James Bond, in his perpetual endeavor to save the world, is always in possession of four things: a cool car, a big gun, a hot babe and a great watch. The most important and practical of these accoutrements, of course, is the watch. Bond cheats death repeatedly in the franchise, and sometimes it’s the Aston Martin that saves him, thanks to elaborate weapons and bullet shields or by transforming into a plane. Other times, his quick wit and keen eye see him through, like the time he catches the reflection of a knife-wielding bad guy in the eye of a woman he is kissing. His Walther P99 is also a handy tool, getting him out of many a jam. But let’s face it, Bond would have been toes up ages ago were it not for his watches.
Thanks to Q, the British Secret Service’s gadget mastermind, Bond’s timepieces have variously performed double duty as rocket launchers, laser beams, detonators, a Geiger counter, a buzz saw and an explosive device.
Over the years, the watches have become nearly as fetishized as the films. Officially, Bond has worn only five brands: Breitling, Rolex, Omega, Seiko and Hamilton, and for the past decade, 007’s watch of choice has been some version of the Omega Seamaster. It started with Rolex, the only brand actually named in any of Ian Fleming’s books (Casino Royale). For the first few films, 007 wore a Rolex Submariner, beginning with 1962’s Dr. No. It was not a placement; the watch (which gets several closeups in the films) is widely rumored to have been the personal watch of Ian Fleming, who created the character. The Rolex Submariner appears again in License to Kill, released in 1989. A Brietling Top Time Diver Ocean made an appearance in 1965’s Thunderball. It was equipped with a geiger counter that helps Sean Connery locate two atomic bombs in the possession of enemy organization SPECTRE. This was followed by a Hamilton Pulsar in 1973’s Live and Let Die, sharing air time with another Rolex Submariner. Seiko, the superstar inventor of quartz technology, starred in the films during the quartz era in the ’70s and ’80s, beginning with The Spy Who Loved Me. In the opening sequence of that film, we see a ticker tape spooling out of Bond’s Seiko 0674 LC with the message: “Report to headquarters immediately.” Seiko timepieces made appearances in the next four Bond films.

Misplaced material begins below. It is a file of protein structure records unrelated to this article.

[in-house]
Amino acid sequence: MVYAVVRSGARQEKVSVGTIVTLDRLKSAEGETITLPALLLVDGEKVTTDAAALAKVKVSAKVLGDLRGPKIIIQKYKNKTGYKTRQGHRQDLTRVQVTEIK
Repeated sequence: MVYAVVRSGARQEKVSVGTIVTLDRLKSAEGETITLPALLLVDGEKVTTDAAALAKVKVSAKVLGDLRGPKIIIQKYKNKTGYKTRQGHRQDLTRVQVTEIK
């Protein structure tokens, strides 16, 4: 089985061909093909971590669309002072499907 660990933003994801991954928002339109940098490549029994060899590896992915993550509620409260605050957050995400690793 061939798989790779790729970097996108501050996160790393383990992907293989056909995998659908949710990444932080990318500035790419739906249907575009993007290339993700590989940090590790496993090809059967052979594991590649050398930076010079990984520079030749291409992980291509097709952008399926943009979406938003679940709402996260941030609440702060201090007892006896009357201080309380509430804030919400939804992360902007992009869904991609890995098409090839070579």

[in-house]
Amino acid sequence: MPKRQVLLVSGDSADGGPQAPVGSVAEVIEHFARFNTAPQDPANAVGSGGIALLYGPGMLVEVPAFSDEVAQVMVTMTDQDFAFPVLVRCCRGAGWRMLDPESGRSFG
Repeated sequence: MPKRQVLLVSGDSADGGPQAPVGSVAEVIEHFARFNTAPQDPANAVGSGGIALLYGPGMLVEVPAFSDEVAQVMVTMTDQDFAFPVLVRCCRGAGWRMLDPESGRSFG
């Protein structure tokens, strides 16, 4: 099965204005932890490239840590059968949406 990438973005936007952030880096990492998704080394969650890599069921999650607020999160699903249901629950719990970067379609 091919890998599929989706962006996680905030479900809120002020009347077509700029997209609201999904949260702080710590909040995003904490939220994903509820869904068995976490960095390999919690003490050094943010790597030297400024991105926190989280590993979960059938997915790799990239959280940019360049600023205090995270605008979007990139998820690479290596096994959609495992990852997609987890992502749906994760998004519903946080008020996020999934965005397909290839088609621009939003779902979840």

The Omega franchise began with GoldenEye in 1995, with a quartz Seamaster Professional specially equipped with a laser beam that allowed Pierce Brosnan to cut through a metal sidecar, freeing him from a train where he was held captive. In Tomorrow Never Dies, Bond’s Omega Seamaster Professional has an integrated detonator. In The World is Not Enough, Bond’s Seamaster Professional has a built-in wire with a grappling hook that helps him avoid being buried in an avalanche. In Die Another Day his Seamaster features a crown-activated remote detonator in place of a helium valve.
The Seamaster has by now cemented its reputation as not only the Bond watch of choice but a collectors favorite. A few years ago, Antiquorum sold two original Omegas worn by Daniel Craig in Casino Royale—a Seamaster sold for $49,500, and a Planet Ocean for $177,140. Another collector nabbed a Seamaster worn by Pierce Brosnan in Tomorrow Never Dies for $57,680—laser beams not included.
In Casino Royale and Quantum of Solace, Bond wears more than one Omega Seamaster, but their main function in those films is to keep him looking well accessorized. But just when you thought the Bond franchise had done away with gimmicky laser beams and rocket launchers for good, they surface again in the current Bond film, SPECTRE, in which the Omega is fitted with an explosive device that gets 007 out of a life-threatening situation. The series and the characters have generally been adapted to the 21st century over the past three films. Gone is some of the sexism: the fabulous Moneypenny, played by actress Naomie Harris, is now more than just a secretary, she is also a field agent in her own right. The producers have also set out to prove Bond is more than just a lonely killing machine; he actually falls in love—with one woman—in Casino Royale (though she tragically dies), and again in SPECTRE. The essential character of Bond, however, has not strayed far from the original. He remains a symbol of masculinity, a professional spy with impeccable taste and a license to kill, and he always triumphs over the world’s most evil characters—with or without the help of a great timepiece.